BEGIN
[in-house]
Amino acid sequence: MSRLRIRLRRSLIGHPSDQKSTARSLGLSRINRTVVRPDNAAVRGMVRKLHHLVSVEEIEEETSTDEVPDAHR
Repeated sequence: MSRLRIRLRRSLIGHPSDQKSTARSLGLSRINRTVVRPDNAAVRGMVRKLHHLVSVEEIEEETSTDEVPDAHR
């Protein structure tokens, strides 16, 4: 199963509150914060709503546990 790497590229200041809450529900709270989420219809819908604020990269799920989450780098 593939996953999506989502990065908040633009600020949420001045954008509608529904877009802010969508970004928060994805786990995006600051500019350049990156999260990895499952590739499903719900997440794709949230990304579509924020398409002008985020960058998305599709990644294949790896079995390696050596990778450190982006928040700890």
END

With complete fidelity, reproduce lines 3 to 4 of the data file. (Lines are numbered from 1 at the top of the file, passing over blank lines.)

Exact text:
Repeated sequence: MSRLRIRLRRSLIGHPSDQKSTARSLGLSRINRTVVRPDNAAVRGMVRKLHHLVSVEEIEEETSTDEVPDAHR
């Protein structure tokens, strides 16, 4: 199963509150914060709503546990 790497590229200041809450529900709270989420219809819908604020990269799920989450780098 593939996953999506989502990065908040633009600020949420001045954008509608529904877009802010969508970004928060994805786990995006600051500019350049990156999260990895499952590739499903719900997440794709949230990304579509924020398409002008985020960058998305599709990644294949790896079995390696050596990778450190982006928040700890």